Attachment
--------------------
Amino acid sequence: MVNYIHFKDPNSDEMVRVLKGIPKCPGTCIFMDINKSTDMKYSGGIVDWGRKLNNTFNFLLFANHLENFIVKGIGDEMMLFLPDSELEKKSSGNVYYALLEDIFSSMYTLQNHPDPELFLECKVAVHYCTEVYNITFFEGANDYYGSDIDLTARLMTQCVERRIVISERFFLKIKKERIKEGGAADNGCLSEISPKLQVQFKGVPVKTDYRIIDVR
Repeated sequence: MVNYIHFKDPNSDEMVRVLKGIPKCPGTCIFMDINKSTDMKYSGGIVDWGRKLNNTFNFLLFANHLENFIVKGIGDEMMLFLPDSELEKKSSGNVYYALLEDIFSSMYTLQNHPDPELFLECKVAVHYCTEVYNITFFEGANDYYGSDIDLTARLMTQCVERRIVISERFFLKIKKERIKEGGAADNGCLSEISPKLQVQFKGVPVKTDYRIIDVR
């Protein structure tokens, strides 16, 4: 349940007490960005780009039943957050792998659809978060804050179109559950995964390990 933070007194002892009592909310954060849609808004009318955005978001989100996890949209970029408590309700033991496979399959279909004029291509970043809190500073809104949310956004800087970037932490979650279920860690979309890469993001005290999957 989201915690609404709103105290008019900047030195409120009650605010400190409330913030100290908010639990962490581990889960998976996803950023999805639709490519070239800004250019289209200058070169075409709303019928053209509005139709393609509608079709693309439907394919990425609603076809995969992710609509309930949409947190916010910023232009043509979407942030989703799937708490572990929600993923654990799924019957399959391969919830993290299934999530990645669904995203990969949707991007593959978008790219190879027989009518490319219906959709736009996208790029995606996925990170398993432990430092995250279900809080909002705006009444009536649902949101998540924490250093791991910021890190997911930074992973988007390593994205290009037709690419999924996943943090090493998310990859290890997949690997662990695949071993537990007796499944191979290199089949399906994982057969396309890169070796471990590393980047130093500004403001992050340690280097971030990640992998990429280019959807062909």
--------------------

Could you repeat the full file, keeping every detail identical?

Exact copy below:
Amino acid sequence: MVNYIHFKDPNSDEMVRVLKGIPKCPGTCIFMDINKSTDMKYSGGIVDWGRKLNNTFNFLLFANHLENFIVKGIGDEMMLFLPDSELEKKSSGNVYYALLEDIFSSMYTLQNHPDPELFLECKVAVHYCTEVYNITFFEGANDYYGSDIDLTARLMTQCVERRIVISERFFLKIKKERIKEGGAADNGCLSEISPKLQVQFKGVPVKTDYRIIDVR
Repeated sequence: MVNYIHFKDPNSDEMVRVLKGIPKCPGTCIFMDINKSTDMKYSGGIVDWGRKLNNTFNFLLFANHLENFIVKGIGDEMMLFLPDSELEKKSSGNVYYALLEDIFSSMYTLQNHPDPELFLECKVAVHYCTEVYNITFFEGANDYYGSDIDLTARLMTQCVERRIVISERFFLKIKKERIKEGGAADNGCLSEISPKLQVQFKGVPVKTDYRIIDVR
């Protein structure tokens, strides 16, 4: 349940007490960005780009039943957050792998659809978060804050179109559950995964390990 933070007194002892009592909310954060849609808004009318955005978001989100996890949209970029408590309700033991496979399959279909004029291509970043809190500073809104949310956004800087970037932490979650279920860690979309890469993001005290999957 989201915690609404709103105290008019900047030195409120009650605010400190409330913030100290908010639990962490581990889960998976996803950023999805639709490519070239800004250019289209200058070169075409709303019928053209509005139709393609509608079709693309439907394919990425609603076809995969992710609509309930949409947190916010910023232009043509979407942030989703799937708490572990929600993923654990799924019957399959391969919830993290299934999530990645669904995203990969949707991007593959978008790219190879027989009518490319219906959709736009996208790029995606996925990170398993432990430092995250279900809080909002705006009444009536649902949101998540924490250093791991910021890190997911930074992973988007390593994205290009037709690419999924996943943090090493998310990859290890997949690997662990695949071993537990007796499944191979290199089949399906994982057969396309890169070796471990590393980047130093500004403001992050340690280097971030990640992998990429280019959807062909």